Alphabet announced that they will be shutting down Google+ for consumers. They are going to continue Google+ for enterprise customers (meaning businesses).
This decision comes after the Wall Street Journal reported that Google exposed the private data of hundreds of thousands of users of the Google+ social network. The Wall Street Journal says Google became aware of this last spring, and opted not to disclose the issue at that time.
I’m not really surprised by the decision to shut down Google+. Recently, Google announced that when someone using Chrome logs into a Google service or site, they would automatically be logged into the Chrome browser with that user account. Matthew Green described this as a “forced log-in policy”.
The first thing I did when I heard about that was delete Chrome off my computer, and remove the Gmail app from my phone. A bit later, I deleted everything that I’d put on my Google+ account.
I suspect I’m not the only one who reacted this way, because Google posted updates based on feedback in a blog post that I did not find to be persuasive. This was followed by the announcement that Google+ for consumers would be shutting down.
The shutdown of Google+ for consumers will take place over a ten-month period. This allows whoever is still using Google+ to have the opportunity to download and migrate their data.
The easiest to understand explanation I found about this change comes from S. Bálint’ blog post:
So what changed with Chrome 69? From that version, any time someone using Chrome logs into a Google service or site, they are also logged into Chrome-as-a-broswer with that user account. Any time someone logs out of a Google service, they are also logged out of the browser. Before Chrome 69, Chrome users could decline to be logged into Chrome entirely, skipping the Sync and other features that require a login and they could use Chrome in a logged-out state while still making use of Gmail for example.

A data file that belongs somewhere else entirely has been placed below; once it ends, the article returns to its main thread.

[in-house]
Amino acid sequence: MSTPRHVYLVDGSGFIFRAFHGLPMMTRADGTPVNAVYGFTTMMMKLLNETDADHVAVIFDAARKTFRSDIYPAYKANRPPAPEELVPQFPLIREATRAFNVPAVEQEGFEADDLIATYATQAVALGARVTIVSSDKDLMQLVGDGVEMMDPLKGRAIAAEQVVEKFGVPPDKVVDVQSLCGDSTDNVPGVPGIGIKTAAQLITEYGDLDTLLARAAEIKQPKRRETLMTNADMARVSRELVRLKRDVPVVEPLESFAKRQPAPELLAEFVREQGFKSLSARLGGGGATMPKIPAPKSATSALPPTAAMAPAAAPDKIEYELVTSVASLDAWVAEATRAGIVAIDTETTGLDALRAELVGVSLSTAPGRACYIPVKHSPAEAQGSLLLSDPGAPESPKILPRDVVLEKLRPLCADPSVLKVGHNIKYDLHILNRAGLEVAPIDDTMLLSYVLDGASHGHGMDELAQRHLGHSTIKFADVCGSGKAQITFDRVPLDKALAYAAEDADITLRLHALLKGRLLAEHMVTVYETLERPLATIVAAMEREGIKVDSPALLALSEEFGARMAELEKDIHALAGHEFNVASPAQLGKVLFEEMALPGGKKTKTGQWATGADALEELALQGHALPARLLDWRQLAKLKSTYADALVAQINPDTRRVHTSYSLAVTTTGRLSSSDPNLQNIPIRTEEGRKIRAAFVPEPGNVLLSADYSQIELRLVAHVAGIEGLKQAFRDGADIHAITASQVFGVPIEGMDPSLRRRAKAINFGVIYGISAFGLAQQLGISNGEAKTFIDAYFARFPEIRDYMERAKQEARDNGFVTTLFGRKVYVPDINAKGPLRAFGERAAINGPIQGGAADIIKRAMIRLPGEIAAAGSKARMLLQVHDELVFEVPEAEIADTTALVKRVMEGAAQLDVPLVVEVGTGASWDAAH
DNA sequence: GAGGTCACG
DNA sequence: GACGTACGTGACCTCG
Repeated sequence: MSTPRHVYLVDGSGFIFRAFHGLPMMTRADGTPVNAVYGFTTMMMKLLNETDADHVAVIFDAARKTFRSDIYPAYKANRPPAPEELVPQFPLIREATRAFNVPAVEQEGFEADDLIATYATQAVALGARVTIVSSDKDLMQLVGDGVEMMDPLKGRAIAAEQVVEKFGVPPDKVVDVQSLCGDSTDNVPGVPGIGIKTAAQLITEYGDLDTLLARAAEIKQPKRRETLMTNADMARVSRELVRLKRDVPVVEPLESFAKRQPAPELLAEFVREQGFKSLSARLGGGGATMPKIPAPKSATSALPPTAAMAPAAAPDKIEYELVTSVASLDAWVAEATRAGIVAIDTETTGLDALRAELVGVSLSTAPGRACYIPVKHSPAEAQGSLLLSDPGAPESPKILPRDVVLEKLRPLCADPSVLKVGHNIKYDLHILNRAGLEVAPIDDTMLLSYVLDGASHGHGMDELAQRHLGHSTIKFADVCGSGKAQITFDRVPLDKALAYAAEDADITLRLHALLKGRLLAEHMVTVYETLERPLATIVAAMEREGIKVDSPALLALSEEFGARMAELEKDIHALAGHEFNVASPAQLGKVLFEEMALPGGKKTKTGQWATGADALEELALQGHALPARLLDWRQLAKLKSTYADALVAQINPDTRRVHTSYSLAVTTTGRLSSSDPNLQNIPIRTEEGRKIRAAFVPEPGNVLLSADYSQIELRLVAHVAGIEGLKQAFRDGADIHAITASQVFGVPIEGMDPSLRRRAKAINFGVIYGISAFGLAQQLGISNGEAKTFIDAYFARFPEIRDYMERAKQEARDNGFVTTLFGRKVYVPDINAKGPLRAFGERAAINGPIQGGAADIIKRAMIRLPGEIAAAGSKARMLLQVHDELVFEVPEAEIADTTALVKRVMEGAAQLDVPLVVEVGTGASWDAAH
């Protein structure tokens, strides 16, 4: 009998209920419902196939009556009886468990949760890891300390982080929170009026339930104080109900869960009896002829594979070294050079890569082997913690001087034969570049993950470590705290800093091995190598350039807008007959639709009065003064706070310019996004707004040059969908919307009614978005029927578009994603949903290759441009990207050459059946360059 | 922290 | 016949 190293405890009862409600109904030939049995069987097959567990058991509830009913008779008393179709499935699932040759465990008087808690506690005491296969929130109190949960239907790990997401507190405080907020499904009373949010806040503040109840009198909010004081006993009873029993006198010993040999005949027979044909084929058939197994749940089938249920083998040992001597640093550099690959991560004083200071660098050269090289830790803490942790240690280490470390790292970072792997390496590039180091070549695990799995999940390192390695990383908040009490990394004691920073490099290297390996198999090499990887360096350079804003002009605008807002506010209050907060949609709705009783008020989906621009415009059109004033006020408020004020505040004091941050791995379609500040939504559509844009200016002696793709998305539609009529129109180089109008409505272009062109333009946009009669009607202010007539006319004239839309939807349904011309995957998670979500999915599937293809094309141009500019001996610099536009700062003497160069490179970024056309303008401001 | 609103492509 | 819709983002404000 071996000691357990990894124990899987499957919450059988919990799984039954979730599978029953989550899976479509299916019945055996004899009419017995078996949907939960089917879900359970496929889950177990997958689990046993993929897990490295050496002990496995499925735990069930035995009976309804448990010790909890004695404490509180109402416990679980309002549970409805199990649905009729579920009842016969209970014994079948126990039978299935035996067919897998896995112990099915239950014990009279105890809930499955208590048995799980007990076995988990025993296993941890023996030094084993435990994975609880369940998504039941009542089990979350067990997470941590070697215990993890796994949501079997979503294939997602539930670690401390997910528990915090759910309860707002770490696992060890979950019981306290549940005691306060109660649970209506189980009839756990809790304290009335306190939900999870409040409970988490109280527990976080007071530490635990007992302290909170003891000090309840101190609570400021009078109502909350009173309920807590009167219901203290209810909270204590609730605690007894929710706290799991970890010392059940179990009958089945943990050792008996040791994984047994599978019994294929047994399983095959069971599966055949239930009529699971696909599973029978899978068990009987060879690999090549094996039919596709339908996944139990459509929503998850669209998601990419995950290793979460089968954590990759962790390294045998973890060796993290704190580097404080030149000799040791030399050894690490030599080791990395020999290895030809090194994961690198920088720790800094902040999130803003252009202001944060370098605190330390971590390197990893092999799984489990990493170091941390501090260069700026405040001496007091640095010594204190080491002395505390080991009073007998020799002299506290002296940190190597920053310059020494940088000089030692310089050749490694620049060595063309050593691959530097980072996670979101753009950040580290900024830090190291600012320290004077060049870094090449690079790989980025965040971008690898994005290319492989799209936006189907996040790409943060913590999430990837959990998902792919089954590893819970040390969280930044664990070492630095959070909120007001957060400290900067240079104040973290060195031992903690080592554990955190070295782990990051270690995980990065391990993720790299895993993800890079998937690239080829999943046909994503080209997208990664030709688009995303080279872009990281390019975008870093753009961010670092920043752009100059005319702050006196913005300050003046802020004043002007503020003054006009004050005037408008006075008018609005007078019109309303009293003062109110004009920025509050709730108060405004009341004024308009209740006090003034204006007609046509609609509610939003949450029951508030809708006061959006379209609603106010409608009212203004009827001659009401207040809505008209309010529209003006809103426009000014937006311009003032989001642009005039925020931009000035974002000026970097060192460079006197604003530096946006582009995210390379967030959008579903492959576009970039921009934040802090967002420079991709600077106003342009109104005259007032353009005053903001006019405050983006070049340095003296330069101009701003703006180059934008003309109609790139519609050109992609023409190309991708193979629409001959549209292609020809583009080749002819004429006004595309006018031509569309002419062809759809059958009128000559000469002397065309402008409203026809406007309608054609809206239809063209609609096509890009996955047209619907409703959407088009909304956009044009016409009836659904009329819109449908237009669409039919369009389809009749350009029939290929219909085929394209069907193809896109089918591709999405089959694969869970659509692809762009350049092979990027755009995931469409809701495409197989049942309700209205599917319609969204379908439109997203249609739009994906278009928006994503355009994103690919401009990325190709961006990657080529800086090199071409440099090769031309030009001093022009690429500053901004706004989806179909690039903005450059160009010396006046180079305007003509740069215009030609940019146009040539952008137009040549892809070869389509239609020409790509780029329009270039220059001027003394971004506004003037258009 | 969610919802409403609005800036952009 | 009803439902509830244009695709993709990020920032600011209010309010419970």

I use a Mac, but was using Chrome for a few websites that didn’t work very well on Safari. I noticed that the photo I use on my Gmail account was appearing in the corner of the Chrome browser. I have since deleted Chrome from my computer and the Gmail app from my phone.
Personally, I’m not entirely clear on what, exactly, Chrome 69 wants to Sync from my Gmail account and the Chrome browser. It feels kind of grabby. The impression I got from the blogs I read (and linked above) is that even if Google says that it’s not automatically activating the Sync feature, that doesn’t mean it can’t or won’t do that in the future.